Mark 10:44-45 “ … and whoever wishes to be first among you shall be slave of all. For even the Son of Man did not come to be served, but to serve and to give His life a ransom for many.”
How does a person make it to a place of prominence? Our world would say you do whatever it takes to fight your way to the top. But in God’s economy the way to the top is at the bottom.
Fall Sunday afternoons bring to mind so many peaceful feelings: enjoyment of a warm scrumptious meal with family, encouraging conversation around our large, Amish-made dining room table where everyone feels satisfied and loved, walks with good friends down a country road lined with glorious trees of changing colors, and the soothing sound of the football game droning on while I drift off to sleep in my comfy chair until the punctuated cheers of the sofa fans startle me out of my slumber.
While I have never been an avid professional football fan, I have always been intrigued by the enthusiasm of those who are. These devoted followers wear the gear, decorate the house, scream encouragement, and rarely miss a game, always hoping their team will win.
This particular desire to be on top seems to be a natural human craving in more than just the realm of football. We often strive to be the best in our class, top achiever in our work, highly recognized in our circles, record breakers in our sports, and even sometimes the most respected in our churches. How else does one become successful if he or she doesn’t shoot for the top position?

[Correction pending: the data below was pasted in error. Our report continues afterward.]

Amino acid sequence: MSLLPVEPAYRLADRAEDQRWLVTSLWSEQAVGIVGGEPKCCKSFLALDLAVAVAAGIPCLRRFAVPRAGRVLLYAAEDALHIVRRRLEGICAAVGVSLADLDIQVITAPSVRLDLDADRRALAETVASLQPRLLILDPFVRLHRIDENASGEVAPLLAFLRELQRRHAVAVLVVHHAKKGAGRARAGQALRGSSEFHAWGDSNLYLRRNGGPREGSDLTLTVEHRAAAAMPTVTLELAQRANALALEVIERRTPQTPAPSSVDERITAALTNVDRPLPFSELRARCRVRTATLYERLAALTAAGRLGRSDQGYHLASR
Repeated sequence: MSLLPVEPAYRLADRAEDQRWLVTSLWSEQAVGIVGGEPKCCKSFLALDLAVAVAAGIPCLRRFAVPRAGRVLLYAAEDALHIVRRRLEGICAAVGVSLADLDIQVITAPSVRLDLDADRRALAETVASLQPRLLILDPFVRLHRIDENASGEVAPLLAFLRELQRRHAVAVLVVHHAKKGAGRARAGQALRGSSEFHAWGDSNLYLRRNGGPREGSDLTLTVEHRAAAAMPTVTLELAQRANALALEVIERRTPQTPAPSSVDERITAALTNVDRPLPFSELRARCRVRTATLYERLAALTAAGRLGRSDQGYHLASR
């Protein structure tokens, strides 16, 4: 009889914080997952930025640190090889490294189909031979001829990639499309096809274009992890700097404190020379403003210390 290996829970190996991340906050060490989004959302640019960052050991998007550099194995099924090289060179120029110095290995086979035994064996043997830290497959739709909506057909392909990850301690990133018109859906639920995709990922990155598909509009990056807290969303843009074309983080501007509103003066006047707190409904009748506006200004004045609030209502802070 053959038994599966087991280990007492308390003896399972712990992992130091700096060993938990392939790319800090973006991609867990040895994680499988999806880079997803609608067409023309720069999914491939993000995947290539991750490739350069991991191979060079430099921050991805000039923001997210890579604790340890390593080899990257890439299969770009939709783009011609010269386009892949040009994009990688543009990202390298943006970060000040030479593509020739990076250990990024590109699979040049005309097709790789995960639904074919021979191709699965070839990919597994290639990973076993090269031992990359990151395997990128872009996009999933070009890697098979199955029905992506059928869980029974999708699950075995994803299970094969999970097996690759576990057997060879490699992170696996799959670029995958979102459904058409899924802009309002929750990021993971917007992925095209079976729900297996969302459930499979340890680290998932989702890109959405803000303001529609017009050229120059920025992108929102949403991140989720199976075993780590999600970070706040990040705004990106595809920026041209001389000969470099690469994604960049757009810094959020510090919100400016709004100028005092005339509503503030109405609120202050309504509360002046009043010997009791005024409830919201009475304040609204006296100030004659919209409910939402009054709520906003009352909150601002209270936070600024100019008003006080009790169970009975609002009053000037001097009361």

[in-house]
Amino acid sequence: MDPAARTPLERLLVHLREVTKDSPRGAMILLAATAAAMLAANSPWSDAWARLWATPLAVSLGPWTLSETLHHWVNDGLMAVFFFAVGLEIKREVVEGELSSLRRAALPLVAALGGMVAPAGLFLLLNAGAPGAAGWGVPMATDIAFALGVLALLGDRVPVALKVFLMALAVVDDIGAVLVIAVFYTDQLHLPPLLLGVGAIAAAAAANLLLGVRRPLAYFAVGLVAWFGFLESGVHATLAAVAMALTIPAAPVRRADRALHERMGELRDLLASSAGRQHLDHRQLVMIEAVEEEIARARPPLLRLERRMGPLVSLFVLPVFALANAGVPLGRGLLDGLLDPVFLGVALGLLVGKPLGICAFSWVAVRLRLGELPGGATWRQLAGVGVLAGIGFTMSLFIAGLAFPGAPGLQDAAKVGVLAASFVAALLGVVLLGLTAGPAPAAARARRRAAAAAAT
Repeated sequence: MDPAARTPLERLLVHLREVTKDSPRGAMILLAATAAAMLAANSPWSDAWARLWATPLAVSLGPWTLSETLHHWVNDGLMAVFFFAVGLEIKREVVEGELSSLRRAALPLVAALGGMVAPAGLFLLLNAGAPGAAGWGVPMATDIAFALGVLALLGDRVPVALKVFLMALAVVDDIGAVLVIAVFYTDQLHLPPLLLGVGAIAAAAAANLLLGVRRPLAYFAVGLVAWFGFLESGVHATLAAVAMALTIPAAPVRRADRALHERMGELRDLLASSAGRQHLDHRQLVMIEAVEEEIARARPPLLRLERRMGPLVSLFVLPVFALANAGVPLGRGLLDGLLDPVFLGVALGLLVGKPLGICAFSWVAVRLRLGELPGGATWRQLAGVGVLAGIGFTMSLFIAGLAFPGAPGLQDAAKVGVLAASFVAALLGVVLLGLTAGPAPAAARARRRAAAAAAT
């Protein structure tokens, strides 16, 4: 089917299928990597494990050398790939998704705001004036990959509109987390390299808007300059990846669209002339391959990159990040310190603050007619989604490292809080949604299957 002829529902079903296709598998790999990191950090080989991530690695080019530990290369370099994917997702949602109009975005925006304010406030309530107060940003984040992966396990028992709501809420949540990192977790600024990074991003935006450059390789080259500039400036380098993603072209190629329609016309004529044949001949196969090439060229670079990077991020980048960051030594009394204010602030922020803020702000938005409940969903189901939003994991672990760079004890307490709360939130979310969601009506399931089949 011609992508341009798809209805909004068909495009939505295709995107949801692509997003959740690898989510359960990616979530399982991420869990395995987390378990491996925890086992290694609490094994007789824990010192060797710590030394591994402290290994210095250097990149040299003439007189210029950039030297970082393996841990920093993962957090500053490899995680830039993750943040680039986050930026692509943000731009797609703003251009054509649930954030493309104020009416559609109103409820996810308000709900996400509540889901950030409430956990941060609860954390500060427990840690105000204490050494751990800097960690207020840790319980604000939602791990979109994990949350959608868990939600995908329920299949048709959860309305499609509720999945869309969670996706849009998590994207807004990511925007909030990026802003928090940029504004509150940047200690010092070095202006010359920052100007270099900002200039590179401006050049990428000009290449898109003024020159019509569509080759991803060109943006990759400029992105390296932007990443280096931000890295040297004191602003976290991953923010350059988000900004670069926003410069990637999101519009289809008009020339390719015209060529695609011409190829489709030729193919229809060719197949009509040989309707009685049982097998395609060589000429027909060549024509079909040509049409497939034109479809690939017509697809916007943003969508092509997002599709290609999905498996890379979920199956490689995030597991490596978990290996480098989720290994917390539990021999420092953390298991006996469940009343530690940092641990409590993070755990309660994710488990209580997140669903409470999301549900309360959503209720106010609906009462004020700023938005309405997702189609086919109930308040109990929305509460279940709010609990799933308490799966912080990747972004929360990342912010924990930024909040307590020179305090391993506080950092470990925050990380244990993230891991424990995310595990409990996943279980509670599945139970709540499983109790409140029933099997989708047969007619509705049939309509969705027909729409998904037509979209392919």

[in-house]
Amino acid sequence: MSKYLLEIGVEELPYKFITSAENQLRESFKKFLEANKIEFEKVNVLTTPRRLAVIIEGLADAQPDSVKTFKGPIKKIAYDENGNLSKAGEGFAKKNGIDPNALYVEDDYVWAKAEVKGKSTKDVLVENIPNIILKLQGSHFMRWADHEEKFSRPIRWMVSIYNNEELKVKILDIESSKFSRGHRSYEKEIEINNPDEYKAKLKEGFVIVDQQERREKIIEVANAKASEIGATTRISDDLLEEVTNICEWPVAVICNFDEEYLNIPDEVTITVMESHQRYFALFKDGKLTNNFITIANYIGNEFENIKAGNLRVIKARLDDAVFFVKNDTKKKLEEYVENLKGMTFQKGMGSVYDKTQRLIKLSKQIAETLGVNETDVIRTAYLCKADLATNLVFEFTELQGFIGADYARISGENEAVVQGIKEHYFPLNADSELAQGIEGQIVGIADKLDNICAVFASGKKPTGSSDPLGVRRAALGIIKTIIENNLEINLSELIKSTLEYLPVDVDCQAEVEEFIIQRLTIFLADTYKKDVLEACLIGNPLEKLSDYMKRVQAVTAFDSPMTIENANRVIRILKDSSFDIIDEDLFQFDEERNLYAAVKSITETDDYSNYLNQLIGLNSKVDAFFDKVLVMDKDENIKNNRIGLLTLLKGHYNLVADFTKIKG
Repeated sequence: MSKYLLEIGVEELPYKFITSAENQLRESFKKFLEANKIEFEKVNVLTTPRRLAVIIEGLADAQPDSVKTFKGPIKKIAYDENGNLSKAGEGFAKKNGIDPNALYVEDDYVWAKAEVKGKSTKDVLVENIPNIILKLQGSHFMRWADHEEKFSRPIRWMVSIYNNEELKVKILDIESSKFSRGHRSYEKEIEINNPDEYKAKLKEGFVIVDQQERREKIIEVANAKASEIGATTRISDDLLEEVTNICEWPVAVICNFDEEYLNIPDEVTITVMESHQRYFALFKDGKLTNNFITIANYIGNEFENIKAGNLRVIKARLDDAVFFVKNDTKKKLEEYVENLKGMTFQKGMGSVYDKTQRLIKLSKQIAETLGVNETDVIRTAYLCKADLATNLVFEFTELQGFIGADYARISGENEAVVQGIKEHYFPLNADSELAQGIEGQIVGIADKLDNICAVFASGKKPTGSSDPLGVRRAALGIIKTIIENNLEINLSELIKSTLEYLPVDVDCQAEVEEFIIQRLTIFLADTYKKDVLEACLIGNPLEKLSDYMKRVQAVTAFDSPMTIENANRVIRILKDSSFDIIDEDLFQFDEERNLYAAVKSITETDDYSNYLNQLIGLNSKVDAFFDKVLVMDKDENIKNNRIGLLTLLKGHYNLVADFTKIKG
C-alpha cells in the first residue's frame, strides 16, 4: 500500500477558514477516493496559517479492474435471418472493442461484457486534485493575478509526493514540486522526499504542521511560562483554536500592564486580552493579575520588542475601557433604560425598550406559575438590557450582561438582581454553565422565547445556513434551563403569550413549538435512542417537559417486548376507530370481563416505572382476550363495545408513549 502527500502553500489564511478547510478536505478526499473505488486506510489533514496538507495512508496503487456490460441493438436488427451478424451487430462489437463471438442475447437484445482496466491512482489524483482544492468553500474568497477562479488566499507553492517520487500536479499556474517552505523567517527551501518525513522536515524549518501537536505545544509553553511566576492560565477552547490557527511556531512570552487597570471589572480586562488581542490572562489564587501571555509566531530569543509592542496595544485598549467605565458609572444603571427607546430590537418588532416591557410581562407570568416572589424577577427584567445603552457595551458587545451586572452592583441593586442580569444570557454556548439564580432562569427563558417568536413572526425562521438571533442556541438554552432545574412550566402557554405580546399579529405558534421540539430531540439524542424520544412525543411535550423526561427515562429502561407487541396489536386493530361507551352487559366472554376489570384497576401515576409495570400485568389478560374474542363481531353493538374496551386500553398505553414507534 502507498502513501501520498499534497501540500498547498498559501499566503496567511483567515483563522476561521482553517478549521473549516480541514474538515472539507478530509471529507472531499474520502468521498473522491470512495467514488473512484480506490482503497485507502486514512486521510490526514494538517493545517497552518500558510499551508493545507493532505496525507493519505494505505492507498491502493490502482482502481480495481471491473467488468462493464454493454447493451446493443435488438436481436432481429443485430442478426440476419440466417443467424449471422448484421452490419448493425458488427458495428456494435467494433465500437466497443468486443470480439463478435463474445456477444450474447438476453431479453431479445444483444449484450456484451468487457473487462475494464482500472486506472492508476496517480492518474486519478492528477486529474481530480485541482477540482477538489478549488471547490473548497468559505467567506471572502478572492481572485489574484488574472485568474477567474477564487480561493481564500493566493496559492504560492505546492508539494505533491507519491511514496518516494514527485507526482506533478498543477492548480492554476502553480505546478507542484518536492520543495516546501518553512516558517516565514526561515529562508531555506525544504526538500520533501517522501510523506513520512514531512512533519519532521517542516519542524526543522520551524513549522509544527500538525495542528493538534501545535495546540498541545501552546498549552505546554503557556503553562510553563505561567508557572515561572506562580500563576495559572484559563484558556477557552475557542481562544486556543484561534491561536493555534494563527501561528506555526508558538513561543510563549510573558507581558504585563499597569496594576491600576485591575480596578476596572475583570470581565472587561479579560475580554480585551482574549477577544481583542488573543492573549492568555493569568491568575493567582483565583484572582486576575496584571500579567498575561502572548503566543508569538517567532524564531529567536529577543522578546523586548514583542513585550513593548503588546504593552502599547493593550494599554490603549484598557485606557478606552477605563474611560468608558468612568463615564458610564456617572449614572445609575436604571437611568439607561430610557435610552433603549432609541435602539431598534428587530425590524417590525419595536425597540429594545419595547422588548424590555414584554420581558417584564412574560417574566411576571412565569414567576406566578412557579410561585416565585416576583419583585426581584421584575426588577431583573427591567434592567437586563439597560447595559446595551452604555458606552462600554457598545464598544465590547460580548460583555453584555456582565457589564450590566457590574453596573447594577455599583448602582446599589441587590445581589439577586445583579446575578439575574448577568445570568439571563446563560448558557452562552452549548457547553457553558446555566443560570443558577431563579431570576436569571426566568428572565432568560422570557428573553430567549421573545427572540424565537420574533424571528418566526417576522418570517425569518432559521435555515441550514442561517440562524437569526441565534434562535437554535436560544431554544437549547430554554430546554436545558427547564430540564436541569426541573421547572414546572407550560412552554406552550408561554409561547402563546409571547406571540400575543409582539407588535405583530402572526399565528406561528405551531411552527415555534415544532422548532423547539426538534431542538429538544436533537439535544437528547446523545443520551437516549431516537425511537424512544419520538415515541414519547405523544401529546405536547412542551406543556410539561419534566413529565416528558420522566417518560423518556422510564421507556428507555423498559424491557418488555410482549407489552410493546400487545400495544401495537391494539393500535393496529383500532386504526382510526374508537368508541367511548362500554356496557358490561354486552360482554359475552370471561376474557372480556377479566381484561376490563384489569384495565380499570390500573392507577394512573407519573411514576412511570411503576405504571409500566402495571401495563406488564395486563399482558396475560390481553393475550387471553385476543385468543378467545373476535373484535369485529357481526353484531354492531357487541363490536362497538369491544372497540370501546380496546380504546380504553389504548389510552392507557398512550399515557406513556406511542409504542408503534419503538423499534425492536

More than once Jesus’ disciples expressed their desire for a place of prominence in God’s kingdom. One day James and John approached Him and solicited Jesus to do what they asked: give them the seats of honor at His right and left side in glory. Jesus told them they did not understand what they were asking. Could they drink the cup He had to drink? Could they be baptized with the baptism with which He was baptized? Even though these audacious men thought they could, Jesus informed them these positions were not His to give. Of course, their request annoyed the rest of the disciples who also wanted these positions of honor.
So Jesus called the grappling men to Himself and taught them a different method of becoming great than the world proposed. His route to the top was not by pushing yourself ahead. Instead, it involved lowering yourself to the status of a servant. He, Himself, would be the greatest standard of this manner of living. For the Son of God, the Creator of all the earth, came to this world not to be served, but to serve and to give His life as a ransom for many. Anyone who was to be His disciple must follow His example.
In God’s economy, those who push themselves forward end up last. And those who take a back seat end up first. What a contrast to how we normally structure our lives! Instead of using all our resources to become the top dog and call all the shots, we are to humble ourselves and use our resources to serve others.
I know Autumn Sunday afternoons will always hold a special appeal for football fans. And I will probably always love the drowsy sound of the TV announcers calling the game. But when you nestle down on the couch to cheer your favorite team to the top of their division, make sure you don’t carry the mindset into the rest of life. If you want to be a follower of Jesus the way to the top is at the bottom.